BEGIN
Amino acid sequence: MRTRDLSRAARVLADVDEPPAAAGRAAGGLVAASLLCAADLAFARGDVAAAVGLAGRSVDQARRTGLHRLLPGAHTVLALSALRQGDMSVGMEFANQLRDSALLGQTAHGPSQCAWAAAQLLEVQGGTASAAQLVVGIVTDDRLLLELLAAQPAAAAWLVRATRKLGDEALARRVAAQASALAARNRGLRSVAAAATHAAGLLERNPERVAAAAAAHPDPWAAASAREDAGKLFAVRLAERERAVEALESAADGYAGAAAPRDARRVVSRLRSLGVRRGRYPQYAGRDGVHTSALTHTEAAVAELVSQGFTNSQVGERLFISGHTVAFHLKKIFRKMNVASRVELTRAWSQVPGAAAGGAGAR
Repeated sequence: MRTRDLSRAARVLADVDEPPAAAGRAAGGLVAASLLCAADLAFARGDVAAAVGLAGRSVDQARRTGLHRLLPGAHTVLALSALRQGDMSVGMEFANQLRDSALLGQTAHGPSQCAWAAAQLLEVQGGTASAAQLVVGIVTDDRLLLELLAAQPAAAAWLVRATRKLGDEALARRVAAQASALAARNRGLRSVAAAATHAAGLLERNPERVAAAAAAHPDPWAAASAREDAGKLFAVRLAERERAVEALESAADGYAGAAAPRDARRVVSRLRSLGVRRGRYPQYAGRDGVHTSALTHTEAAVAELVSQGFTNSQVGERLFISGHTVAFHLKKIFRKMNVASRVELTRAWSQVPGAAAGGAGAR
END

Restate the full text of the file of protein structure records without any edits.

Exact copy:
Amino acid sequence: MRTRDLSRAARVLADVDEPPAAAGRAAGGLVAASLLCAADLAFARGDVAAAVGLAGRSVDQARRTGLHRLLPGAHTVLALSALRQGDMSVGMEFANQLRDSALLGQTAHGPSQCAWAAAQLLEVQGGTASAAQLVVGIVTDDRLLLELLAAQPAAAAWLVRATRKLGDEALARRVAAQASALAARNRGLRSVAAAATHAAGLLERNPERVAAAAAAHPDPWAAASAREDAGKLFAVRLAERERAVEALESAADGYAGAAAPRDARRVVSRLRSLGVRRGRYPQYAGRDGVHTSALTHTEAAVAELVSQGFTNSQVGERLFISGHTVAFHLKKIFRKMNVASRVELTRAWSQVPGAAAGGAGAR
Repeated sequence: MRTRDLSRAARVLADVDEPPAAAGRAAGGLVAASLLCAADLAFARGDVAAAVGLAGRSVDQARRTGLHRLLPGAHTVLALSALRQGDMSVGMEFANQLRDSALLGQTAHGPSQCAWAAAQLLEVQGGTASAAQLVVGIVTDDRLLLELLAAQPAAAAWLVRATRKLGDEALARRVAAQASALAARNRGLRSVAAAATHAAGLLERNPERVAAAAAAHPDPWAAASAREDAGKLFAVRLAERERAVEALESAADGYAGAAAPRDARRVVSRLRSLGVRRGRYPQYAGRDGVHTSALTHTEAAVAELVSQGFTNSQVGERLFISGHTVAFHLKKIFRKMNVASRVELTRAWSQVPGAAAGGAGAR